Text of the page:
Mark and I certainly represent opposite ends of the spectrum as it pertains to our respective personas. He is the consummate antagonist: dwelling on what he perceives to be inadequate in the wrestling business rather than focusing on actions and activities that meet his seal of approval. Given the title of my column and the content of my contributions, I am quite the opposite: leaving the reformation of the business in the capable hands of others while sharing my excitement as a fan with anybody who cares to read. Both angles have their place and provide a wide range of discussion-worthy topics for all to ponder.

Because of this recognition, it came as no surprise to me that Mark wrote a column criticizing the “Rock Concert.” Throughout his piece, he made various valid points that are appropriate for debate. Was 20 minutes too long given the value of precious pre-Wrestlemania television time? Is this a proper way to build the main attraction at Wrestlemania when the other major feuds have taken a more serious approach? All fair questions and legitimate points of contention.

However, Mark lost me when he criticized anybody who enjoyed the segment. His exact words were “But I honestly feel sorry for anyone who thought that was good. I seriously believe you may be losing your mind.” I take issue with this statement not simply because I disagree, but because it serves no purpose other than to belittle those who may not watch wrestling for the same reasons as Double M.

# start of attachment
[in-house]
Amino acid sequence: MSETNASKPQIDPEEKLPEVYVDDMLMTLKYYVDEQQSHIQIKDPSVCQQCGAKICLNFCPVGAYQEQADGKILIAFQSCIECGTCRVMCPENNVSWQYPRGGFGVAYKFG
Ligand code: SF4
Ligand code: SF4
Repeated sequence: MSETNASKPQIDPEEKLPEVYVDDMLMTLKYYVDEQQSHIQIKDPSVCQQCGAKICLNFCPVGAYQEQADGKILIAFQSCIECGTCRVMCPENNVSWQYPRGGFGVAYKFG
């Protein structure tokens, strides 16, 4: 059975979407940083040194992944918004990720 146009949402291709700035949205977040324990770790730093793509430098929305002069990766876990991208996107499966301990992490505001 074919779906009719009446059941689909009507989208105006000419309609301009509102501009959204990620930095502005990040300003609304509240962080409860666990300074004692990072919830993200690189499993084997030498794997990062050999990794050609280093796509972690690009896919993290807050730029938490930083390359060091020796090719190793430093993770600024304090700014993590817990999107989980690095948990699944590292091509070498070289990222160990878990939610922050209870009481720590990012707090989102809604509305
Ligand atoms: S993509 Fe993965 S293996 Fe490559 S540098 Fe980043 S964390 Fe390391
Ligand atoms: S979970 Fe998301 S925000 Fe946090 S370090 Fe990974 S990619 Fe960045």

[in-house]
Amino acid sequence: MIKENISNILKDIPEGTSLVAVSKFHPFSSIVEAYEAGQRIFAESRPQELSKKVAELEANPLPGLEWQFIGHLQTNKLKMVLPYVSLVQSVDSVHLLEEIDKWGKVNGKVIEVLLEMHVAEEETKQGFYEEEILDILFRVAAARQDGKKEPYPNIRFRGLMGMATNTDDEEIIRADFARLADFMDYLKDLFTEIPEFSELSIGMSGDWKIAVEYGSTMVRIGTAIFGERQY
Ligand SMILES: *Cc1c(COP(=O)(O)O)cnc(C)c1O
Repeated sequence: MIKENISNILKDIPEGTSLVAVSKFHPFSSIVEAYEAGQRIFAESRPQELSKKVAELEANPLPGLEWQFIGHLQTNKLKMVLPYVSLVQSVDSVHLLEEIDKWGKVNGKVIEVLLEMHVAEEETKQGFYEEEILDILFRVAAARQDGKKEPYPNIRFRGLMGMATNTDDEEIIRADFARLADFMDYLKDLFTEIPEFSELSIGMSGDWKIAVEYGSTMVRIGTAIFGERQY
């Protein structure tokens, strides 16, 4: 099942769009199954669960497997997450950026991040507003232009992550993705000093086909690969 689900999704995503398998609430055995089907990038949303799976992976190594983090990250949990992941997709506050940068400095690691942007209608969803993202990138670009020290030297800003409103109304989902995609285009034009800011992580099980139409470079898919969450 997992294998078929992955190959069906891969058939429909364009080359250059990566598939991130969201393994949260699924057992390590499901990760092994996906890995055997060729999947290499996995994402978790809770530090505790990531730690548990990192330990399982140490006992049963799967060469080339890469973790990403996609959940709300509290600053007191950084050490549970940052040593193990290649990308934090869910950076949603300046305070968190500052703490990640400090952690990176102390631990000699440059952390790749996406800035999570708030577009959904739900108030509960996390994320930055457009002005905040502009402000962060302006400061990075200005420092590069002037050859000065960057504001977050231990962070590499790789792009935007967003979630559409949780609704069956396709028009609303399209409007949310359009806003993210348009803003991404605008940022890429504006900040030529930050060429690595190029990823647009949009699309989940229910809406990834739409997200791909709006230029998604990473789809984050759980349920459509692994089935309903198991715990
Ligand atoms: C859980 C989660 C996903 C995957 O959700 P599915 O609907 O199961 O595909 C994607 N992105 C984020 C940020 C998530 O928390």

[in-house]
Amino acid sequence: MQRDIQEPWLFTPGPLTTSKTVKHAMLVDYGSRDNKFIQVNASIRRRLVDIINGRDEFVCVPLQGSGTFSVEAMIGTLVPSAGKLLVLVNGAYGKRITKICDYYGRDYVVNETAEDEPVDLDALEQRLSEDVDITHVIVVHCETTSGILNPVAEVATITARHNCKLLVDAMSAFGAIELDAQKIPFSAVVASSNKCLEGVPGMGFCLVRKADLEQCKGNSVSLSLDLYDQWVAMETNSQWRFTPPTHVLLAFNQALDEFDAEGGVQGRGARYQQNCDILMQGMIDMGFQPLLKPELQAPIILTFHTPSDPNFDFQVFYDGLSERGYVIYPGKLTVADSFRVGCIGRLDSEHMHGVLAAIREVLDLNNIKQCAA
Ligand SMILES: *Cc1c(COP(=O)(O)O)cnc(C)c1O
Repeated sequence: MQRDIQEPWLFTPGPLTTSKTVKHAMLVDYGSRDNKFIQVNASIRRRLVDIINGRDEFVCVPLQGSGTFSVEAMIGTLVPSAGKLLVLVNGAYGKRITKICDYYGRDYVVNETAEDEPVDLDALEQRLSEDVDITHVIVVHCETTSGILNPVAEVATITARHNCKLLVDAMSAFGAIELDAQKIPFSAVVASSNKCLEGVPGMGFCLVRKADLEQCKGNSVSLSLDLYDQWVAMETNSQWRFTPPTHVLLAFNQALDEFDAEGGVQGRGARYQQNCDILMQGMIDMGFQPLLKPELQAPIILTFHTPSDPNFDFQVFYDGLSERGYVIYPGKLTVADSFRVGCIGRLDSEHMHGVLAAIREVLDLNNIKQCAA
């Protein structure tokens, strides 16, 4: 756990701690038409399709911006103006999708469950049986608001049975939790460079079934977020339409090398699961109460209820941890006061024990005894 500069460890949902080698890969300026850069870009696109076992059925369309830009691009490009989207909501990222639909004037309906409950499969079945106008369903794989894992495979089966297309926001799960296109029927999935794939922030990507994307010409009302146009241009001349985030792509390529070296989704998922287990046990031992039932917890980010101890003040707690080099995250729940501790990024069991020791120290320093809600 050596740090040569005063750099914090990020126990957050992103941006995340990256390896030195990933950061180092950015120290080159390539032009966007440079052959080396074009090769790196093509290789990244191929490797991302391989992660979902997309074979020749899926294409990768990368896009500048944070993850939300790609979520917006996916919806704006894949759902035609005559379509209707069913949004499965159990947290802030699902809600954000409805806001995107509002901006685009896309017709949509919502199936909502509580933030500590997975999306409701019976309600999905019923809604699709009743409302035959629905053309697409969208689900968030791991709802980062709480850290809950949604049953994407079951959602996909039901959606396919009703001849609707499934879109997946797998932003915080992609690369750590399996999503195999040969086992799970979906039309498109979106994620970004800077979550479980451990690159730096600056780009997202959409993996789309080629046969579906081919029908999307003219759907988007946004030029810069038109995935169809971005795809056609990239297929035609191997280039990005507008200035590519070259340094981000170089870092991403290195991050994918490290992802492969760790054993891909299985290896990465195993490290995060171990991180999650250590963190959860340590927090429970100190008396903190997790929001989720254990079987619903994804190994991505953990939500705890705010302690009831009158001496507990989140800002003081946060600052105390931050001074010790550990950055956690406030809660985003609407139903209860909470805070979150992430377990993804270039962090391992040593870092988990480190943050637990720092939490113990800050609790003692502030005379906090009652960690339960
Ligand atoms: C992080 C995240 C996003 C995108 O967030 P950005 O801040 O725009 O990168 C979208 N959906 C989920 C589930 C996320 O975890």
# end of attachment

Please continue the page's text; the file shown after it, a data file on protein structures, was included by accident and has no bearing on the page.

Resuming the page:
I for one enjoyed the “Rock Concert.” I laughed…I had fun with it. I wasn’t blown away by some epic moment or jaw dropping revelation…I won’t be remembering this segment for years to come…But I enjoyed the moment and was happy to have watched it. If this means that I’m losing my mind, somebody better take the initiative and 302 me as soon as humanly possible.

Maybe it means that I’m juvenile. Or maybe….Just maybe… It means that my ability to be entertained does not hinge upon the product meeting my expectations regarding the creative direction. Again, Mark has experience in the business and certainly is qualified to express disgust when he believes that opportunities are missed or downright ignored. I simply believe that it is wise to understand that not every fan watches with an explicit interest in critiquing or being overly concerned with creative direction…That some fans appreciate the experience without a self-fulfilling need to see the product meet their vision.

Which brings me back to my initial point…I watch to be entertained. I also have been watching wrestling for a substantial period of time, meaning that I do have an understanding of the business and a desire to see an intelligent and successful direction for the product. I simply choose not to allow this desire to overcome my ability to enjoy the moments that evoke an emotional response. The day that this becomes the case is the day that I stop watching.

In the end, I have no problems with anybody expressing their opinions or disgust regarding the direction of the product. I only ask the same respect for those people who prefer to watch as a fan rather than a critic.